A spokesperson for the Comptroller's Office clarified that New York City Employees' Retirement System, Teachers' Retirement System and Board of Education Retirement System filed proposals at J.P. Morgan Chase and Morgan Stanley, and the New York City Employees' Retirement System and Teachers' Retirement System filed at four additional banks: Bank of America, Citigroup, Goldman Sachs and Royal Bank of Canada. The three aforementioned New York City pension funds hold shares in these banks valued at about $1.1 billion in total.
The spokesperson added that the Police Fund petitioned all six banks.
Energy-supply finance ratios, the Comptroller's Office said in the release, are an "essential metric" for fully measuring a bank's equity and debt financing of both companies and projects.
Citing analysis by research organization Bloomberg New Energy Finance, the Comptroller's Office said that overall energy sector investment needs to reach a minimum ratio of 4:1 by 2030. However, in 2022, North American banks fell well below this target with an average ratio of 0.6:1. Moreover, those ratios were slightly worse than 2021, suggesting that despite their rhetoric, these banks are making little progress on climate finance transition. Moreover, the energy-supply finance ratios at North American banks are generally far behind their European peers.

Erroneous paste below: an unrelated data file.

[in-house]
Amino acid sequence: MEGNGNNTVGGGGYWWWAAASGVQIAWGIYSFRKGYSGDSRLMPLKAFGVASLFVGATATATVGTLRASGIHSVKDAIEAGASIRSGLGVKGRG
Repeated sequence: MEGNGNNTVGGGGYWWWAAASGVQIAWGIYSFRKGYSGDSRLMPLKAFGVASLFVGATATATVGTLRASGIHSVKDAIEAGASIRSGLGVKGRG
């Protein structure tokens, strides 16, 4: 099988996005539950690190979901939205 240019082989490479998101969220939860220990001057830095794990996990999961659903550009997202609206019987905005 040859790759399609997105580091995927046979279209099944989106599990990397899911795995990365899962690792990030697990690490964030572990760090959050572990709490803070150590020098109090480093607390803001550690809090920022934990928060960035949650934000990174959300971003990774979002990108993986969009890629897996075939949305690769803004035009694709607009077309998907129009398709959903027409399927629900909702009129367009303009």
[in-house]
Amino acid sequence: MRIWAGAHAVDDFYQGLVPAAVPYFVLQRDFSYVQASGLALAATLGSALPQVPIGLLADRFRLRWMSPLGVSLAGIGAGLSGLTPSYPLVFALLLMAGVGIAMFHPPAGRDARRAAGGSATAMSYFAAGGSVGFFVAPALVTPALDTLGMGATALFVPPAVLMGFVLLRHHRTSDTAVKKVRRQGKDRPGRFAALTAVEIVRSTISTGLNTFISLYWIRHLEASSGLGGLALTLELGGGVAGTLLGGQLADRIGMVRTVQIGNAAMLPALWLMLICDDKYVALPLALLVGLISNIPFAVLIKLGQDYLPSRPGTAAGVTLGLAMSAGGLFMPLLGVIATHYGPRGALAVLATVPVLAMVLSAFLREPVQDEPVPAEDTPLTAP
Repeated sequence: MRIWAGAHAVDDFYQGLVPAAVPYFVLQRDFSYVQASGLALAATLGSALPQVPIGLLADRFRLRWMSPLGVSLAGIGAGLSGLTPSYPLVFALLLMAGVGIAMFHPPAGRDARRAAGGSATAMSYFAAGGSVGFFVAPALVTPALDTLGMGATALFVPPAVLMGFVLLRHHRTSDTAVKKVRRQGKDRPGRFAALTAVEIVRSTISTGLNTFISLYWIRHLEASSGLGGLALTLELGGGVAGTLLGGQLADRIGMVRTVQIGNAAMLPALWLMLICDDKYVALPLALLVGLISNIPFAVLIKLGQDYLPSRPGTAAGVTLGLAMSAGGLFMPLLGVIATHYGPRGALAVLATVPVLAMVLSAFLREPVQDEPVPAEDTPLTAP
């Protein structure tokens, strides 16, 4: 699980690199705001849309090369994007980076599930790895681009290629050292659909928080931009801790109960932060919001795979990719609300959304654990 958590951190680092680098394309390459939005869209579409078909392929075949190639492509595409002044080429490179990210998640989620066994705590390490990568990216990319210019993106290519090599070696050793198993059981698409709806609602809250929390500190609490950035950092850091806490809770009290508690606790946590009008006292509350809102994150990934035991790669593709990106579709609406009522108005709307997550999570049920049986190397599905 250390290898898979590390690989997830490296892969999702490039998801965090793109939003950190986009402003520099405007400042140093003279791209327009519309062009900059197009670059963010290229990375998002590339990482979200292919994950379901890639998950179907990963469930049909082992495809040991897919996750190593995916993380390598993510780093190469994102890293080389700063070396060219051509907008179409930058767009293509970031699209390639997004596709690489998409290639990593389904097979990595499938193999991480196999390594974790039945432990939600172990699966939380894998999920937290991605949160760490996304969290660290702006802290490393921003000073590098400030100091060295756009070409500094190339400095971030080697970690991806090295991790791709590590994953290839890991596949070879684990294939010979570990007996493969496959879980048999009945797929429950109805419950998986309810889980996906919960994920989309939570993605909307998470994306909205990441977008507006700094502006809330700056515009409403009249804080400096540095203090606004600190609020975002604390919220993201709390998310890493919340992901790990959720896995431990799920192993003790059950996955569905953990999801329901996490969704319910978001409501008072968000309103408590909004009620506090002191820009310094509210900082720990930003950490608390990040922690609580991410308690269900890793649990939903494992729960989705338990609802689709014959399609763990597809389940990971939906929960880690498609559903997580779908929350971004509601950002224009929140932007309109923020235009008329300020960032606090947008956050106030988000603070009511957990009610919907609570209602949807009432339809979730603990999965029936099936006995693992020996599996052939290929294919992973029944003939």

The Comptroller's Office also noted it is currently in dialogue with each of the banks, in an effort to compel them to agree to adopt and transparently report on their energy supply financing ratios rather than forcing votes on shareholder resolutions, the release noted.
The proposals also recommend that each bank establish time-bound energy-supply financing ratio targets aligned with its net-zero commitment and also set standardized industry-wide methodologies.
"North American banks appear to believe that they can just scale up financing of clean energy, without phasing out fossil fuel finance," Lander stated in the release. "But press releases about great new projects won't protect our portfolios or our planet if overall emissions keep rising."
The four pension funds filing these proposals — New York City Employees' Retirement System, Teachers' Retirement System and Board of Education Retirement System and New York City Police — had assets of $80.5 billion, $96.5 billion, $8.6 billion and $49.9 billion, respectively, as of Nov. 30.
New York City's five retirement systems — which also comprise pension funds representing police and fire departments — had combined assets of about $254.4 billion. Lander is the fiduciary for the five funds.
A spokesperson for the Comptroller's Office confirmed that the fire pension fund is not involved in these proposals.